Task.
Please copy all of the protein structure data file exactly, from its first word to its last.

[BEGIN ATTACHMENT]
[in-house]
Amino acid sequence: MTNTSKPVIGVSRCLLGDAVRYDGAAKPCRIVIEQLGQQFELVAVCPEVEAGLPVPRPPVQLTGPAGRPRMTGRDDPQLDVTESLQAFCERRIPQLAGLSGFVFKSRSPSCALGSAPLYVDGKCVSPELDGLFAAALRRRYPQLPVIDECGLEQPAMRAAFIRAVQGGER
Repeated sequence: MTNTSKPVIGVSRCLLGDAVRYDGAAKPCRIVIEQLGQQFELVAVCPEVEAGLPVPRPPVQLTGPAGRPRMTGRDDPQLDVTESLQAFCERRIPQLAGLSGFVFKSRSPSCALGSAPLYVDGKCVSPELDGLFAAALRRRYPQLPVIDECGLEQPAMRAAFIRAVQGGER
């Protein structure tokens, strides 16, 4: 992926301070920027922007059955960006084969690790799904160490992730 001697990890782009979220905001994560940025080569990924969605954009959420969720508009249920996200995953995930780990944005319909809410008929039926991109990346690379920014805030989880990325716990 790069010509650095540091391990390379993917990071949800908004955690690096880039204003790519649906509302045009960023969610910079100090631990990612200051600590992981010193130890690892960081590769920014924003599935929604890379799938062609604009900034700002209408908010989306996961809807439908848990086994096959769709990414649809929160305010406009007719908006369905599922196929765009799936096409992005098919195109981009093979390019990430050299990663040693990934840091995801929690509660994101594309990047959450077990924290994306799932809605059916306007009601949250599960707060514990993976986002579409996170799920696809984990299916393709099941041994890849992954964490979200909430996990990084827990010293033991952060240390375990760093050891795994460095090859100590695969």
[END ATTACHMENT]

[in-house]
Amino acid sequence: MTNTSKPVIGVSRCLLGDAVRYDGAAKPCRIVIEQLGQQFELVAVCPEVEAGLPVPRPPVQLTGPAGRPRMTGRDDPQLDVTESLQAFCERRIPQLAGLSGFVFKSRSPSCALGSAPLYVDGKCVSPELDGLFAAALRRRYPQLPVIDECGLEQPAMRAAFIRAVQGGER
Repeated sequence: MTNTSKPVIGVSRCLLGDAVRYDGAAKPCRIVIEQLGQQFELVAVCPEVEAGLPVPRPPVQLTGPAGRPRMTGRDDPQLDVTESLQAFCERRIPQLAGLSGFVFKSRSPSCALGSAPLYVDGKCVSPELDGLFAAALRRRYPQLPVIDECGLEQPAMRAAFIRAVQGGER
């Protein structure tokens, strides 16, 4: 992926301070920027922007059955960006084969690790799904160490992730 001697990890782009979220905001994560940025080569990924969605954009959420969720508009249920996200995953995930780990944005319909809410008929039926991109990346690379920014805030989880990325716990 790069010509650095540091391990390379993917990071949800908004955690690096880039204003790519649906509302045009960023969610910079100090631990990612200051600590992981010193130890690892960081590769920014924003599935929604890379799938062609604009900034700002209408908010989306996961809807439908848990086994096959769709990414649809929160305010406009007719908006369905599922196929765009799936096409992005098919195109981009093979390019990430050299990663040693990934840091995801929690509660994101594309990047959450077990924290994306799932809605059916306007009601949250599960707060514990993976986002579409996170799920696809984990299916393709099941041994890849992954964490979200909430996990990084827990010293033991952060240390375990760093050891795994460095090859100590695969």